Picture gallery: Former Telegraph cartoonist Nicholas Garland brings colour of London’s 2012 Olympics to life
- Credit: Archant
Two years ago, cartoonist Nicholas Garland landed the commission of a lifetime – to capture the atmosphere and events of the impending 2012 Olympics.
The Belsize Park artist was tasked with creating a graphic record of the Games by London Mayor Boris Johnson, his former colleague on The Daily Telegraph and The Spectator.
They were at a dinner together when the offer came out of the blue: “He is not a personal friend but a long-standing professional colleague. He didn’t enlarge on why he wanted me to do it. He just said: ‘Go to the Games and draw them like a war artist, who draws whatever he sees’.”
Thus the 79-year-old enthusiastically joined the honourable tradition of artists who have captured world events.
“If you think of Henry Moore’s sketches of Londoners sheltering on Tube platforms or Dr Gachet’s little drawing of Van Gogh on his deathbed, it’s funny how much a drawing can capture the actuality of the event in an unexpected way more than a photograph. I have often noticed a scribbled drawing can be extraordinarily powerful in bringing something back or making you feel it.”
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Armed with an all-areas press pass and valuable advice from fellow cartoonist Posy Simmonds, Garland wandered at will with his satchel of coloured pencils, quickly learning it was easier to capture the spectators than the athletes.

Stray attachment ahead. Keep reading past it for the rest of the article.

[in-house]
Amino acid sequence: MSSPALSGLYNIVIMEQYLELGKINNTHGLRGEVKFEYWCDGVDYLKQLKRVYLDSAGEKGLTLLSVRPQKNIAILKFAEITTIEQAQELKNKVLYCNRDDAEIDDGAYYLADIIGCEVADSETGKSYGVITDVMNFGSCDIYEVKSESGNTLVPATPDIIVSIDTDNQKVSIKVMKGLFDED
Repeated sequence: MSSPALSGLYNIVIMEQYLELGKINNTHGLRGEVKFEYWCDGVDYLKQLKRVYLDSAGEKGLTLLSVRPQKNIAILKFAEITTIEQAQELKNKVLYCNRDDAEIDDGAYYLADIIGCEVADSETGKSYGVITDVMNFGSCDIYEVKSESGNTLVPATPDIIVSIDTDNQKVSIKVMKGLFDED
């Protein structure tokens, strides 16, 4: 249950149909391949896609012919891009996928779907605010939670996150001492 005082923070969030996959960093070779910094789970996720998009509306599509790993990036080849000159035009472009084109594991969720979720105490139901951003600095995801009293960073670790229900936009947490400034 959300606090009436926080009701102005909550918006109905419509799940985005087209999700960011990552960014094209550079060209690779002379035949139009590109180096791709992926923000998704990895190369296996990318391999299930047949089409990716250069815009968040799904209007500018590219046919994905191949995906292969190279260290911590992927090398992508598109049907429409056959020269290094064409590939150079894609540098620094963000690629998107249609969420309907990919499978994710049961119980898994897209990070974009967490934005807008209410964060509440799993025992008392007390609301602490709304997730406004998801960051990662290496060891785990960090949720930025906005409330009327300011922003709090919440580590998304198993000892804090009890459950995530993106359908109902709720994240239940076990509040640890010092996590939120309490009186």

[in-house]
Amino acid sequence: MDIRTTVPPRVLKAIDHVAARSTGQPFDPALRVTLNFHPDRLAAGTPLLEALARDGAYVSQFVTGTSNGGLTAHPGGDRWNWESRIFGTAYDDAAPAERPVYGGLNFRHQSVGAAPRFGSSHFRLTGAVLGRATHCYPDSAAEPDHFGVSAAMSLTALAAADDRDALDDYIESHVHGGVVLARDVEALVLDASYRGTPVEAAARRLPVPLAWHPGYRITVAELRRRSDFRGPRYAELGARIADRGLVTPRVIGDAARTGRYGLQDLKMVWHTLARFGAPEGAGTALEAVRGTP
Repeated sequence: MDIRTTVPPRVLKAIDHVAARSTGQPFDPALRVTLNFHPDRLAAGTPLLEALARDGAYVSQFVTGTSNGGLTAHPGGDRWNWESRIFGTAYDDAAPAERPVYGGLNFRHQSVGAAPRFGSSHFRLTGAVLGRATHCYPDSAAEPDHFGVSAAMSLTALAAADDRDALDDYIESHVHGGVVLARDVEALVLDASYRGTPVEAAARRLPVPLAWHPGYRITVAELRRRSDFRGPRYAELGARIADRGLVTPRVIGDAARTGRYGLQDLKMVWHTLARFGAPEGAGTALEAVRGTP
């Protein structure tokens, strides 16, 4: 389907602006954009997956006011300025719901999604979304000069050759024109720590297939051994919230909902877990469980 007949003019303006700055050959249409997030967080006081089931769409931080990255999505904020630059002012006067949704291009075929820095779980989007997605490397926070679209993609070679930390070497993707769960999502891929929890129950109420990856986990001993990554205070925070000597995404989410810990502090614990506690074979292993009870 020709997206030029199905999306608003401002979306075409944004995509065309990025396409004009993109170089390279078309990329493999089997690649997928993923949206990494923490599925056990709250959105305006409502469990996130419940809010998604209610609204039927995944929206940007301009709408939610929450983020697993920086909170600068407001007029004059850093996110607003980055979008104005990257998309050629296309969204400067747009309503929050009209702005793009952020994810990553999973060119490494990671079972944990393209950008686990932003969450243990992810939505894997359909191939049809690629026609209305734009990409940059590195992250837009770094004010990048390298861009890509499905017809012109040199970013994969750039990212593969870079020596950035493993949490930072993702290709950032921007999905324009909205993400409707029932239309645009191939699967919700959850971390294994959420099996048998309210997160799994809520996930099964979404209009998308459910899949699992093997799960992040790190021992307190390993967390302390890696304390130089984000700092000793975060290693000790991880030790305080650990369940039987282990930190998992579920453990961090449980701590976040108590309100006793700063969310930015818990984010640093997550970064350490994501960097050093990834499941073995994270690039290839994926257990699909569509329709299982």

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“Drawing an Olympic event is almost impossible. You are 100 to 300 yards from the nearest athlete and it happens so fast, there’s no time to study it. Even in the stadium you cannot record the entire scene – you have to pick out a little detail. I soon realised my subject wasn’t the athletes but the general feel of the Games, the park, the volunteers and the wonderful, excited, good-natured, enormously varied crowds.”
For Garland, it was the people who made the Games so special.
“I had very little time to prepare and absolutely no idea of what was going to happen. As the Olympics unfolded, I was as surprised as everyone by the extraordinary carnival mood. It was like a pantomime transformation scene. London wasn’t like London at all. Tube trains were packed with people of all countries laughing and talking. It was one of the happiest things, it made you love London.”
He’s delighted these drawings have been compiled into a book and are now exhibited at the Museum of London, which holds 200 of the originals in its collection.
But after years scouring the radio, TV and daily news to deliver a daily political cartoon, he’s concerned about the future of satirical cartoons.
“I was fired from the Telegraph three years ago. They didn’t give a reason, just said goodbye, push off. Everyone is more interested in websites and not buying and holding a newspaper any more.
“Political cartoons are a more complex job than people think. It is not just mocking or grotesque representations of politicians. Sometimes you are reflecting back the day’s news in graphic form and sometimes that is very sad and melancholy – you wouldn’t make a satiric joke about it, rather you want to express the emotions people are feeling.”
Drawing the Games: London 2012 and Nicholas Garland runs until September 28 and features more than 60 woodcuts, watercolours and sketches. The museum has also opened a new gallery housing the London 2012 cauldron designed by Thomas Heatherwick.